BENTONVILLE — Community leaders and travelers want the renovated Northwest Arkansas Regional Airport to reflect the area’s growing art scene and variety of recreational activities.
Officials made giving the airport an identity that’s personally meaningful to travelers the focus of a special meeting Wednesday.
About 38 community leaders, business professionals and airport staff and board members gathered for the three-hour meeting to help start the discussion of how the airport can develop its own sense of place.
Blake Woolsey, the Airport Board’s chairwoman, said it’s the right time to start the discussion of how the airport’s identity will take shape.
“We like to be part of something that’s successful and is growing, and we all recognize that Northwest Arkansas is very much that place,” she said, adding that she wants airport visitors to feel the same way about the region.
Representatives of architectural firm Hight Jackson Associates presented purely conceptual renderings of what the airport terminal could look like with an expanded second floor, outdoor areas and building modifications.
The renderings were designed to spark meeting participants’ creativity and to help them envision the terminal as a blank canvas for creating that sense of place.
Participants entered into an open discussion following the presentation, sharing items and ideas they thought helped make them feel at home in Northwest Arkansas.
“I brought an asparagus that I picked from my garden this morning,” said Sarah Goforth, executive director of the Office of Entrepreneurship and Innovation at the University of Arkansas.
“It represents a connection to the land,” she said, explaining Northwest Arkansas means having the space in her life to do the things she’s always dreamed of.
Goforth also led participants in an exercise on listening to customers by having them break into groups of three or four to talk to travelers waiting for flights about their experience at the airport.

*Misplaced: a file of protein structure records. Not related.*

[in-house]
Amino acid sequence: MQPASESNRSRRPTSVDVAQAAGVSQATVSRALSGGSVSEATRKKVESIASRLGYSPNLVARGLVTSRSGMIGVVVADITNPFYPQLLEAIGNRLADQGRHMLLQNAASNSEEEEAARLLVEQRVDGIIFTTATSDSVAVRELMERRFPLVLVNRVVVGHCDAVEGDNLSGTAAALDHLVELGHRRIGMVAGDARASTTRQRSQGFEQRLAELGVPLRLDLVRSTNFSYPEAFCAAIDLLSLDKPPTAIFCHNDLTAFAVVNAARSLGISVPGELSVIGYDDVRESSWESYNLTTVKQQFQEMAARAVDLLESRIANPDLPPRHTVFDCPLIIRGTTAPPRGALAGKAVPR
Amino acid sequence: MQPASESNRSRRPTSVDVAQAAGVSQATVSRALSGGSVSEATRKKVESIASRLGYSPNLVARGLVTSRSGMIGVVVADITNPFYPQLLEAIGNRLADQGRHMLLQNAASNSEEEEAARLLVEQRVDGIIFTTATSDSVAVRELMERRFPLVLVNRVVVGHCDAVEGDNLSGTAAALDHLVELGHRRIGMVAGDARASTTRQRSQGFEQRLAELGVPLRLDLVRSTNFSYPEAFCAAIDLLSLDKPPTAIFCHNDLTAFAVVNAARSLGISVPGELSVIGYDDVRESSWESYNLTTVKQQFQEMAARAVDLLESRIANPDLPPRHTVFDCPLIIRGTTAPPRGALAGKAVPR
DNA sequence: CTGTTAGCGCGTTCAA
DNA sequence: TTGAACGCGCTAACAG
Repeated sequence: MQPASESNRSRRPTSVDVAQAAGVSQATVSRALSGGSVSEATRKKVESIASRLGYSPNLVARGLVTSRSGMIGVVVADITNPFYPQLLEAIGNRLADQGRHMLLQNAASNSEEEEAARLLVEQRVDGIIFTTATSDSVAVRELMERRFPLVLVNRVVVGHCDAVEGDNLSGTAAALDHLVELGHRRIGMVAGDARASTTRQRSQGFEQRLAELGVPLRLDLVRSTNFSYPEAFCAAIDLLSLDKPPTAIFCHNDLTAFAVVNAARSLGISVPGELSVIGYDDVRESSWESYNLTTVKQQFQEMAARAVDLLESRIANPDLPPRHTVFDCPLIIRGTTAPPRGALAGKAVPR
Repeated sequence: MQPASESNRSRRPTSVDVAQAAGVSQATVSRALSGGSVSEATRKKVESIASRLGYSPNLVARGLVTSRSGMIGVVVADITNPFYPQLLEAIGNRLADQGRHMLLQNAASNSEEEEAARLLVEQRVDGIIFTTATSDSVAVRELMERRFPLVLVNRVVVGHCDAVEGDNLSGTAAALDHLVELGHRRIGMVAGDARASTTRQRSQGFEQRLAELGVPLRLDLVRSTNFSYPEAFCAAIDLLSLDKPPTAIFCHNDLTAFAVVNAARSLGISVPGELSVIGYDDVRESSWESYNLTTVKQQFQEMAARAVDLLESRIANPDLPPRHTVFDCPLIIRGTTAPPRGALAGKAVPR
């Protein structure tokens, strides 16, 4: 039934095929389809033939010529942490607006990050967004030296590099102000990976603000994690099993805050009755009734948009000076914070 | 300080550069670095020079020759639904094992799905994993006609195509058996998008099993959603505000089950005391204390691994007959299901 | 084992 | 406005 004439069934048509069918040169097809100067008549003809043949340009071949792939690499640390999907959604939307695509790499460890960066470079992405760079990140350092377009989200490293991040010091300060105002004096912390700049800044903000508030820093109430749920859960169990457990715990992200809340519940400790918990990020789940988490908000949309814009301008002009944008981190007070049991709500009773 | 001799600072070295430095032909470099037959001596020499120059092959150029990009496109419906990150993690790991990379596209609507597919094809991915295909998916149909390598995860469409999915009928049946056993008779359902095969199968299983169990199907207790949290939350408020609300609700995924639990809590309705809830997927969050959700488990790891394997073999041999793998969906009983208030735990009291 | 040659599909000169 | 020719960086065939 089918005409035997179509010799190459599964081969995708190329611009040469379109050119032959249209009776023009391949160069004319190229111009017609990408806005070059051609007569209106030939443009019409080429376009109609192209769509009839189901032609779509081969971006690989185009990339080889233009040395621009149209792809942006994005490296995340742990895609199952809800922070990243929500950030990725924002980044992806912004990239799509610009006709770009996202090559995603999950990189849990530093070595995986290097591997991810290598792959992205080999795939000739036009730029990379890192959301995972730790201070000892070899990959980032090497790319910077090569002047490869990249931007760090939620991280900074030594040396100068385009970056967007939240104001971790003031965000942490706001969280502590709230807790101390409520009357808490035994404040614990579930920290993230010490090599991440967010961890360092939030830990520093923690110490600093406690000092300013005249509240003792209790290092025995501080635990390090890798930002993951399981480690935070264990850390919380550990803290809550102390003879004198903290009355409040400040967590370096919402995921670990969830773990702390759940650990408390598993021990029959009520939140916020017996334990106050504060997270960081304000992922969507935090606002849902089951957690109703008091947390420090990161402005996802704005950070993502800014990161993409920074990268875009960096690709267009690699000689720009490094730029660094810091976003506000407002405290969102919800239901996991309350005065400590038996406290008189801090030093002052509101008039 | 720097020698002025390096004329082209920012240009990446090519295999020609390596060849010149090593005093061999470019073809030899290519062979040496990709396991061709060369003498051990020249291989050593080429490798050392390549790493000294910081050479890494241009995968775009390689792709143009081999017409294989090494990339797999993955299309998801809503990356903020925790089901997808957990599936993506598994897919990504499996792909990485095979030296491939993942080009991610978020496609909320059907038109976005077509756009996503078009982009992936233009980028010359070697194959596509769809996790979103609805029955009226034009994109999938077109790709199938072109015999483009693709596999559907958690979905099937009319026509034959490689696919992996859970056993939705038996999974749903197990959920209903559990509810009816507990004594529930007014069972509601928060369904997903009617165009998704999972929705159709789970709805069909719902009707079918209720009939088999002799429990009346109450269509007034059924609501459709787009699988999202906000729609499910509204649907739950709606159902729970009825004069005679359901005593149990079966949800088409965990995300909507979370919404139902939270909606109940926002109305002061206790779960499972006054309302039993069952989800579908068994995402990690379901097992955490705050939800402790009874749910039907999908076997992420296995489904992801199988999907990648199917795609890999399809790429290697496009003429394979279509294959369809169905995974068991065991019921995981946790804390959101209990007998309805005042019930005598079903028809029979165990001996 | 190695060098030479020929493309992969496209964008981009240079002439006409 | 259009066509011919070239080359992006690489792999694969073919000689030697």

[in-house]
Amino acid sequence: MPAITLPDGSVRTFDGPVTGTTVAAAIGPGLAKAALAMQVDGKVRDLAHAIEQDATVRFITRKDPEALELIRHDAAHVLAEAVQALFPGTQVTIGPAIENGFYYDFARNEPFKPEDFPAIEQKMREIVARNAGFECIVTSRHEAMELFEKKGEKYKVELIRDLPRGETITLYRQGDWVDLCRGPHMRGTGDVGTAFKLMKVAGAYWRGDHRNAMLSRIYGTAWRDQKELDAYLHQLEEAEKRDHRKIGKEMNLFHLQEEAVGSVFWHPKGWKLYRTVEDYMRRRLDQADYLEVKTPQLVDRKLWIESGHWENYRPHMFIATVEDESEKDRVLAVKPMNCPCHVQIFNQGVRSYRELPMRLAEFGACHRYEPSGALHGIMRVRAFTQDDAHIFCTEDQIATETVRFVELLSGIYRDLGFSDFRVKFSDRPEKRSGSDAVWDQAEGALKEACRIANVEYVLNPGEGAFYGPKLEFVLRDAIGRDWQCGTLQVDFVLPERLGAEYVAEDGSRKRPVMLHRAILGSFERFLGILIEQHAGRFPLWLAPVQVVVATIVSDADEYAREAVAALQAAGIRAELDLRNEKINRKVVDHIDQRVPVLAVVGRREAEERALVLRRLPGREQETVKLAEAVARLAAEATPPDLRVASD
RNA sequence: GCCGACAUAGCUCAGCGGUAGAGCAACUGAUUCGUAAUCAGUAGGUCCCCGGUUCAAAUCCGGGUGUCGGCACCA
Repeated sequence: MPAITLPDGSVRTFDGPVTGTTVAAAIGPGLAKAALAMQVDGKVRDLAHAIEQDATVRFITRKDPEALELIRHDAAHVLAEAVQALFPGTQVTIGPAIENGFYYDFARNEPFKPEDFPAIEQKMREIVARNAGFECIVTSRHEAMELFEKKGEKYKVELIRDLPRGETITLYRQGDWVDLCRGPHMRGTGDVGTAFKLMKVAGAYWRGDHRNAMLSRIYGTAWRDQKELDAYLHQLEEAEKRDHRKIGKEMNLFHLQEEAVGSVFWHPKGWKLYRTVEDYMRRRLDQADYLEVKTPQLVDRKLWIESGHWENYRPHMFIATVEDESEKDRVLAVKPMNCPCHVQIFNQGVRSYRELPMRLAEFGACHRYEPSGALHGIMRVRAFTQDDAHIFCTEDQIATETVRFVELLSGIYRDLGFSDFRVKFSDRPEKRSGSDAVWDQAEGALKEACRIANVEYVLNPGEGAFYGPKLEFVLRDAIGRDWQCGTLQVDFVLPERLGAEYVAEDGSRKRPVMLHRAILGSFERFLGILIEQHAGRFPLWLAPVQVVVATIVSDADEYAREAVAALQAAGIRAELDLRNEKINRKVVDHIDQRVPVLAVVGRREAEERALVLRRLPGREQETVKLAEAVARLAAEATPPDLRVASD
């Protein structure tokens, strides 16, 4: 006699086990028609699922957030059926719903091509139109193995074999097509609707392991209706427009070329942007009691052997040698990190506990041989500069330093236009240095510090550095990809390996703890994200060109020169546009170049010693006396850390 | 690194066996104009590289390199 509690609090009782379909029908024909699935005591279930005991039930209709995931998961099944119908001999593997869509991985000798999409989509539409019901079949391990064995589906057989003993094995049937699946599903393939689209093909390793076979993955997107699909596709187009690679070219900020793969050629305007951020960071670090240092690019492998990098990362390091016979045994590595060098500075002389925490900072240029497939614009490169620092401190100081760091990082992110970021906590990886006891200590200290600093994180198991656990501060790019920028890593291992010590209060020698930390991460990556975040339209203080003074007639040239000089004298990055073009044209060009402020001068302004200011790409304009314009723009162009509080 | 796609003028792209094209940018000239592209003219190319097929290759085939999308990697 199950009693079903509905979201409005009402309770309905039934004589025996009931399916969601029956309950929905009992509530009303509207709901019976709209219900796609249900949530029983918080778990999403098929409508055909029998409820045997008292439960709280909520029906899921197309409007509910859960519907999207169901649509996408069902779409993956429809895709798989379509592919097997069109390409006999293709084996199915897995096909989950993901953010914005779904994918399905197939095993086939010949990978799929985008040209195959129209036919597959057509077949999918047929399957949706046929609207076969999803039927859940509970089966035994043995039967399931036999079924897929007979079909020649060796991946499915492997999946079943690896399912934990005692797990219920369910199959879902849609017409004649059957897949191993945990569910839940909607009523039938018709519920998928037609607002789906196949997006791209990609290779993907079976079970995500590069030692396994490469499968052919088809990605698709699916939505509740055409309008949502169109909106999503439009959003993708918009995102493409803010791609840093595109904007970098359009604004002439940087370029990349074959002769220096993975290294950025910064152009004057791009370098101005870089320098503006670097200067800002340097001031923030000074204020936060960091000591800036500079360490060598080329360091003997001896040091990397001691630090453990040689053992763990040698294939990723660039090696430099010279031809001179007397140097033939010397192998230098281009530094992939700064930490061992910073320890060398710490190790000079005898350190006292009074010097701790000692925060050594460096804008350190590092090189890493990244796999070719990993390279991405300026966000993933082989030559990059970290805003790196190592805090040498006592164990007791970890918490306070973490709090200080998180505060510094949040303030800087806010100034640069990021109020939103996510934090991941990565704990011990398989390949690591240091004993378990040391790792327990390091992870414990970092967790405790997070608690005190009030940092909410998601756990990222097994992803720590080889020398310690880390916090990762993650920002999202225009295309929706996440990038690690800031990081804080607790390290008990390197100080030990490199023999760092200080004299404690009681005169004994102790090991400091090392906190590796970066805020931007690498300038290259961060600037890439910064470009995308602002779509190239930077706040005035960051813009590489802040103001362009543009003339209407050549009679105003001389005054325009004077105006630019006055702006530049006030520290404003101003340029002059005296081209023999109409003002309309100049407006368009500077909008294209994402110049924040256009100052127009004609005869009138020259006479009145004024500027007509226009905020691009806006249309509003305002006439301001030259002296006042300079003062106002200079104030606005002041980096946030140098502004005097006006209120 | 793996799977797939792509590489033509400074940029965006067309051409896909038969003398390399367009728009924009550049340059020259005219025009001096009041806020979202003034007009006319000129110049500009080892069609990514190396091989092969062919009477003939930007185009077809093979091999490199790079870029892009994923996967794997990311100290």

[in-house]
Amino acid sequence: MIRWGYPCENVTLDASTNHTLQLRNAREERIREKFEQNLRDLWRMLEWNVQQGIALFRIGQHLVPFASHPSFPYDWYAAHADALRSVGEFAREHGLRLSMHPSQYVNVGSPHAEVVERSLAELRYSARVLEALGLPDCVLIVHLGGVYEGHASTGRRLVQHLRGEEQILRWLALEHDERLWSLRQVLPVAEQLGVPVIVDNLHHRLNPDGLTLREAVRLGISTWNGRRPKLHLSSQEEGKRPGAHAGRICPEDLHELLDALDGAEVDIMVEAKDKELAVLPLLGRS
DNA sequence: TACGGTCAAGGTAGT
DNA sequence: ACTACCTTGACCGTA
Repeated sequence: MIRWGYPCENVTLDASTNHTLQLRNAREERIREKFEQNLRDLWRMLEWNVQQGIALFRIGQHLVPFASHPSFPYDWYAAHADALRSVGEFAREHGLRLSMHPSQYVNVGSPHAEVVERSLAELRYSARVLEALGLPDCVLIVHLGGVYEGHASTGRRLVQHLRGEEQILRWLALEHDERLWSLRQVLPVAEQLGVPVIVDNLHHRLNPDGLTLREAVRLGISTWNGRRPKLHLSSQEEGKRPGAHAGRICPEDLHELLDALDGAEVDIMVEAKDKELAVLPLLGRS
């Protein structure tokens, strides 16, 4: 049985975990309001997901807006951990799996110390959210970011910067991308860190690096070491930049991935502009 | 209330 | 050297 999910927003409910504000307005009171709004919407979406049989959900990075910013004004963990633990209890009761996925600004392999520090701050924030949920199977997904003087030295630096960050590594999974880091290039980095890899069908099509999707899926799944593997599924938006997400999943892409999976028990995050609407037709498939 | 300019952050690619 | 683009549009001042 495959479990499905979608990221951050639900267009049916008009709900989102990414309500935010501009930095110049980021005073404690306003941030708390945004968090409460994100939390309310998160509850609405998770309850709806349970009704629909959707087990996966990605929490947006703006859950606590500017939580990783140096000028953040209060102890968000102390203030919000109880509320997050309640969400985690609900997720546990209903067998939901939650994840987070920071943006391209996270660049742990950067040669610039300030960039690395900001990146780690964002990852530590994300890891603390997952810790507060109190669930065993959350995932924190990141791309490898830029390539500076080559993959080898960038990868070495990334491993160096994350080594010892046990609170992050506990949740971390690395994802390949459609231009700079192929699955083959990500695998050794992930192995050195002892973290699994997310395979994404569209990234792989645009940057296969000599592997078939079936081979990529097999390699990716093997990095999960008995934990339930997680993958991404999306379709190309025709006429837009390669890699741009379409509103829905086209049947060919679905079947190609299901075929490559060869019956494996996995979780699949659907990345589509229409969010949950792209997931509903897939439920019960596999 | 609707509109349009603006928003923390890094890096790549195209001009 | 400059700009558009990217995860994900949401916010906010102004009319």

There can sometimes be a disparity between what organizations think customers want and the reality of what they need, she said, adding there likewise can be an imbalance concerning what people say and do versus what they think and feel about a space.
Groups spent about 20 minutes in the terminal speaking with travelers to get a read on what sense of place they felt at the airport.
Alisa Fox of Fayetteville works in human resources for Walmart and travels through the airport two to three times a month.
“It’s a nice airport,” she said, adding she would like to see more information on what’s happening outside the airport at places such as Crystal Bridges, on bike trails and the Razorback Greenway.
The groups shared the feedback from travelers with the larger group.
Comments included some similar and very contrasting opinions on topics such as spotlighting local food and activities, advertising, signs, baggage wait times and airline lounges. The most common topic, though, was the desire to have more art featured in the terminal.
“We shouldn’t be talking about art, we should be showing top-quality art at the airport,” said Lieven Bertels, The Momentary director. The Momentary is an art and performance venue in Bentonville developed by Crystal Bridges Museum of American Art and expected to be complete in 2020.
Aaron Burkes, the airport’s chief executive officer, said officials will do their best to incorporate the feedback into the final plan of the airport.
“A lot of this is not necessarily related to the building itself, but we want to make sure the building will accommodate all of these different things,” he said.
Feedback on the terminal’s sense of place is still being gathered by staff members through speaking engagements with community service organizations and selective forums for vendors and businesses, he said. There are no plans yet for receiving feedback from the general public.
“There’s going to be strategic planning that will be going on that will start in the summertime,” Woolsey said. “We will also be doing due diligence in other research. This is one piece of many pieces.”
Mary Jordan may be reached by email at firstname.lastname@example.org .
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